"Dear Brothers, Thanks for coming to Grafton. (My humble home) is yours for showers, coffees, biscuits & crashing." Signed with a daisy, Jim Beautiful. To further underline the invitation, later he came back and left the keys because he was going to be out for a while.
We arrived after dark exhausted from our labours and were feted with Tim Tams. Jim's flat, like his life, was an art work. The walls were adorned with religious art of the Textra pen tradition. The walls of his flat were like a Nimbin community notice board in Spring - everywhere colourful and eccentric messages from Jim Beautiful to Jim Beautiful.
The notes included names and honorifics of his gurus - "Billy Connelly is the Messiah", "I like Cher" - and his favourite books - Herman Hess' Sidhartha, Walt Whitlam's Leaves of Grass and Wind in the Willows "especially the chapter, Piper at the Gates of Dawn."
The sign on the door said: "Visitors welcome"; the sign on the stairs said: "I like having visitors"; and the sign at the top of the stairs said: " I like like liking having visitors." Another sign said: "Welcome Nimbin Gods!" There was a pile of fresh towels with a note on top. Another in the shower: "What a beautifuil naked body you are."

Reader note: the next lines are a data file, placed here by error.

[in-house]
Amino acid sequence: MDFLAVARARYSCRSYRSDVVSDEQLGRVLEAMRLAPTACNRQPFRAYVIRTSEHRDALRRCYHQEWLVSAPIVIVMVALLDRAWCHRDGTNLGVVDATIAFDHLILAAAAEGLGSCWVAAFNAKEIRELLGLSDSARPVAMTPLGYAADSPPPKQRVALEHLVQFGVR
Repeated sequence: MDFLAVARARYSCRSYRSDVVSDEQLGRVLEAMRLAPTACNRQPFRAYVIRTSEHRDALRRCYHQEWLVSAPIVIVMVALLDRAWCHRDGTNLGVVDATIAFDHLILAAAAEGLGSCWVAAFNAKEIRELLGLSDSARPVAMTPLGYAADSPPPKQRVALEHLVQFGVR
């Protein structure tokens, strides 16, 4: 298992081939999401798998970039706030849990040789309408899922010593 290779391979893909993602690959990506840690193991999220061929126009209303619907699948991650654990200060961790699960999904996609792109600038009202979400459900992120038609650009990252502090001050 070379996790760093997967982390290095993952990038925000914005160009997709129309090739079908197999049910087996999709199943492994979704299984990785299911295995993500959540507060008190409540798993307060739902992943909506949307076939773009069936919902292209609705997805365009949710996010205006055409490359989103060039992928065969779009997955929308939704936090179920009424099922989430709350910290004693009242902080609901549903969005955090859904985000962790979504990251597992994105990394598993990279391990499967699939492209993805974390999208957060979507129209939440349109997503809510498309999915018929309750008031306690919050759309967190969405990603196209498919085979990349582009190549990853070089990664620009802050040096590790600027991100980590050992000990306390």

I felt at home at once and, when we aligned our lineages of mutual friends, "Family", I declared. Jim's heart took wings.
Beautiful distributed a largesse of chips and sweet biscuits and we promised to be his devotees for the night. He seized the opportunity to speak and, formally welcoming us, he gave us a short version of his story and his revelation. "Jesus is fabulous", he said. "And so are you. Son of God too. In fact more, you are God."
Amongst other claims to hippy fame, Beautiful said he had been a founder of the Cedar Bay beach community in far north Queensland in the late sixties. I heard about this community when I was organising the Aquarius Festival in Nimbin in 1973 and Nimbin and Cedar Bay became linked on the hippy trail.
When the Drug War began in earnest in Australia in 1975, it was directed first against the hippies, the "youth culture" which had taken up pot and turned its back on the Cold War. We hippies might have aged, but the Drug War still targets youth.